What Time Is It?
June 6th, 2000

To reduce power requirements, JPL (NASA's Jet Propulsion Laboratory) is developing advanced electronics. New software, called Mission Data System, will be the first to use in deep space a common processor, based on G3 Macintoshes. "The software will let us operate the spacecraft with fewer people," says Staehle (deputy project manager at JPL), requiring the equivalent of eight full-time staff during cruise compared with a hundred or more for earlier missions.

From the June 2000 Popular Science article (page 72) that mentions the Pluto-Kuiper Express space mission scheduled to rendezvous with Pluto in 2015.

I started this week's column with the above quote to help us focus on the big picture and rise above the petty hype and spin of the daily business world. After all, it's the big economic picture that makes our lifestyles possible, even while the art of creating wealth lies in the details.

Like a trapeze artist working with a safety net, the long term trends in this global information age economy allow us to sleep well at night, perhaps too well. In fact, if it weren't for the long term secular bull trends of the stock markets -- that is, if the US economy hadn't continued its expansion begun decades ago, history would look quite different today.

Historical Trendlines

Let's put things in perspective. Since the inception of the railroads the general uber-trend has been for the US equity markets to rise in a jerky cycle of boom and bust headed ever higher. On a hundred-year graph, even the Great Depression is little more than an intermediate downturn in the big picture.

The stock markets have continued to rise at an average of about 8% per year for a century because the US economy has a lifetime long history of expansion. The gross national product has grown almost continually while productivity improvements due to technological innovation have been the rule since the invention of the steam engine in the 18th century.

Around 1982, the stock markets elevated the ascent of their trendlines, due in part to improving productivity and the event of the 401K, to begin the current "secular bull market" which is still going strong today. In spite of a few recessions, including the famous Black Monday panic of October 19th 1987, the Dow and the Nasdaq have trundled ahead with consistently improving returns earning accolades as the "longest running bull market in history" according to, well, everyone.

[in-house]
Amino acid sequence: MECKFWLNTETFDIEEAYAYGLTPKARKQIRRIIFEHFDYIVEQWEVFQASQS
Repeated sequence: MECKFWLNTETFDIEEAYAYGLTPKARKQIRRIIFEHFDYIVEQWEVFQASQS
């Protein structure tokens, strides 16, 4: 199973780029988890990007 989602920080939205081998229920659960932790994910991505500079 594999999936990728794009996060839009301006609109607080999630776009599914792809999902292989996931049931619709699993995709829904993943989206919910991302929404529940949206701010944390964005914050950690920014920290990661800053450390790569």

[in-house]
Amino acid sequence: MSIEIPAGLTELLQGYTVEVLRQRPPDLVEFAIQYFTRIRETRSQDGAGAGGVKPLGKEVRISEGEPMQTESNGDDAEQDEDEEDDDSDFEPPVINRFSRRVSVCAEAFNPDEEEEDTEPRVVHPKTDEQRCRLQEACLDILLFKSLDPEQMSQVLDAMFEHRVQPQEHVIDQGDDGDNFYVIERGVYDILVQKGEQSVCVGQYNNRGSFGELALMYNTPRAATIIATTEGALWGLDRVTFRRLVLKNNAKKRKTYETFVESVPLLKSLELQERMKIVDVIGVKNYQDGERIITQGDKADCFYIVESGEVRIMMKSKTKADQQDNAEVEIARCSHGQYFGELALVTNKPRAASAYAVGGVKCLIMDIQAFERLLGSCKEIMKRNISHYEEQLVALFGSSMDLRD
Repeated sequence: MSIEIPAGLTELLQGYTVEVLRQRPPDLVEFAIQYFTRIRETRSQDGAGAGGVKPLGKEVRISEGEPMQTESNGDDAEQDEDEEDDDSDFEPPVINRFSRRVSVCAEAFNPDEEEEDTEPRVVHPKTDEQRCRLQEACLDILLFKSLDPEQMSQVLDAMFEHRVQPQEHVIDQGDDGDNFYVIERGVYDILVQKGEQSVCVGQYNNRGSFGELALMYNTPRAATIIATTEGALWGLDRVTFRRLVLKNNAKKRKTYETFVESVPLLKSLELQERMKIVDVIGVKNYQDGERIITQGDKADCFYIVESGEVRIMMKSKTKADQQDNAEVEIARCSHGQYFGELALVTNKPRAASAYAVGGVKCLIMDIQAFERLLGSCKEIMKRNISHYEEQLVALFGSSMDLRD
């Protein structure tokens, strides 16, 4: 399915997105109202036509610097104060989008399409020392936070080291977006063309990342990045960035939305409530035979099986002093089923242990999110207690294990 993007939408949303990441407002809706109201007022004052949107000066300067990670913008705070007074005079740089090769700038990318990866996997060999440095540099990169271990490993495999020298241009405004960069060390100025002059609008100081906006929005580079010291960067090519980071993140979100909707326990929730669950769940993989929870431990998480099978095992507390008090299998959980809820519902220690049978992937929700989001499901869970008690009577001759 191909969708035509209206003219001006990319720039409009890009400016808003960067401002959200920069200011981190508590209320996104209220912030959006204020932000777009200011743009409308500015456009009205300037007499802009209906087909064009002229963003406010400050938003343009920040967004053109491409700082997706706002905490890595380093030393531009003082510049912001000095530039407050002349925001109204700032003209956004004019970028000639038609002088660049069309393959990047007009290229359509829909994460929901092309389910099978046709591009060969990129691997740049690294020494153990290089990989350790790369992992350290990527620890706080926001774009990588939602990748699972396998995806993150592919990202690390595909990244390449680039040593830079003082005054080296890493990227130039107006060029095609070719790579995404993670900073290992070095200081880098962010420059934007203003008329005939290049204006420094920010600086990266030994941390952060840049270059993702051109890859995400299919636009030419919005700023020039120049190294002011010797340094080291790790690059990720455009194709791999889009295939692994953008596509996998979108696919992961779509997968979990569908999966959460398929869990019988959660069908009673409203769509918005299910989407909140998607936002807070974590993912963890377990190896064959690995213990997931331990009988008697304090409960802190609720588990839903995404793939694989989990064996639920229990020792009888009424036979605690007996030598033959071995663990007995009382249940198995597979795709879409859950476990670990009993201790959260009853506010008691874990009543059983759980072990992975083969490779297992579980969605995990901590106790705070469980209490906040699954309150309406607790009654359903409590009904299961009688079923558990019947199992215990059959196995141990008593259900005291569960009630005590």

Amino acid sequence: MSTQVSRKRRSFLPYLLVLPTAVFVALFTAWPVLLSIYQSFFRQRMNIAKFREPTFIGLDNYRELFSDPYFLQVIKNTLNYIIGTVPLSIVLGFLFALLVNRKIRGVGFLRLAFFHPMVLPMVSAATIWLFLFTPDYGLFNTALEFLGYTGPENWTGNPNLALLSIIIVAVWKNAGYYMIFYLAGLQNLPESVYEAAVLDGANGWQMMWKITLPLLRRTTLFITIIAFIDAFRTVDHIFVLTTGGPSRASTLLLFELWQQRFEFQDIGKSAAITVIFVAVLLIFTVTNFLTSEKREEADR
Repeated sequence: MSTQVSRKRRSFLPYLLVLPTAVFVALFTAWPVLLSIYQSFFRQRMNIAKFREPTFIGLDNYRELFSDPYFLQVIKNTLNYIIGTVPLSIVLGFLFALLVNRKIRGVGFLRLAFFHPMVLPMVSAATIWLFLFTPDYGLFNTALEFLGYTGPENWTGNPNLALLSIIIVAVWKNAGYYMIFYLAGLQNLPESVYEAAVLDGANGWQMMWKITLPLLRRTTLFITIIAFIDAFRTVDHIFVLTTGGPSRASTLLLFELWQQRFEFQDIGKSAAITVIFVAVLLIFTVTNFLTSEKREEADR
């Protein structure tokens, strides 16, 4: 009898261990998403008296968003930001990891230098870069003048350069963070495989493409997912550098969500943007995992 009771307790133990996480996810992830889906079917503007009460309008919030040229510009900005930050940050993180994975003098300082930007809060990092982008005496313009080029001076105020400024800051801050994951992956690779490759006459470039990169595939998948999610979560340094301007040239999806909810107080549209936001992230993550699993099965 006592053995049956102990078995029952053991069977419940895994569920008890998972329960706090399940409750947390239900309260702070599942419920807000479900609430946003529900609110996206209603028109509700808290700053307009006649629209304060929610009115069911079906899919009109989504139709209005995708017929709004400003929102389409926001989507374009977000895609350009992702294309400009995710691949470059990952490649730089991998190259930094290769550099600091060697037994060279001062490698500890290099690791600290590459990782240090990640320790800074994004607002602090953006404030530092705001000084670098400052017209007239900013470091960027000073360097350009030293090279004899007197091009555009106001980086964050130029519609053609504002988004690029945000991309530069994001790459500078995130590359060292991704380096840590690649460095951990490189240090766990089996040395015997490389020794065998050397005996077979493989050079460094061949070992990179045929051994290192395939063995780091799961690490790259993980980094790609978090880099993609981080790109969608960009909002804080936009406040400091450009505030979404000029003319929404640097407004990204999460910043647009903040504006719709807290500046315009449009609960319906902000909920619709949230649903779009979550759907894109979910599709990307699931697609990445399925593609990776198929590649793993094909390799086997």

While those who invested in Microsoft, Intel or EMC in the 1980's became millionaires if they held on, the amazing truth is that with few exceptions almost anyone investing in almost any large cap stock since then has seen far superior returns on their investment than could have been achieved outside the equity markets. Furthermore the popularization of mutual funds created an environment where investors did not have to become adept stock pickers to make money, they merely had to define their preferred level of risk and leave the driving to professional fund managers.

After a minor recession in 1994, (btw, many analysts see that time as the closest model for today) the stock markets, particularly the tech heavy Nasdaq, steepened their angle of ascent once again. The Asian crisis and then the Russian crisis tempered the uptrend, but the surging demand for equity in rapid growth technology burst the dam in 1999 sending the Nasdaq very nearly vertical last November to an apogee in March.

In spite of the recent bloodbath in the dot-coms and the 30% dip from the Nasdaq's peak, no one doubts the continuation of the long term secular bull market. Even if the Federal Reserve's aggressive interest rate policy leads to a pronounced slowing of the economy or a recession, the secular bull market trend will remain intact.

The Uber-Trends Driving History

There are four uber-trends that assure, barring disaster, the major upward direction in the stock markets will continue to dominate over whatever intermediate bear markets are tossed in its path. The first is the accelerating pace of technological innovation, which guarantees high rates of productivity increases as far into the future as the imagination dares to wander. Increasing productivity makes possible high rates of economic growth sans inflation while adding perks to everyone's lifestyle. Rising productivity is always a win-win scenario.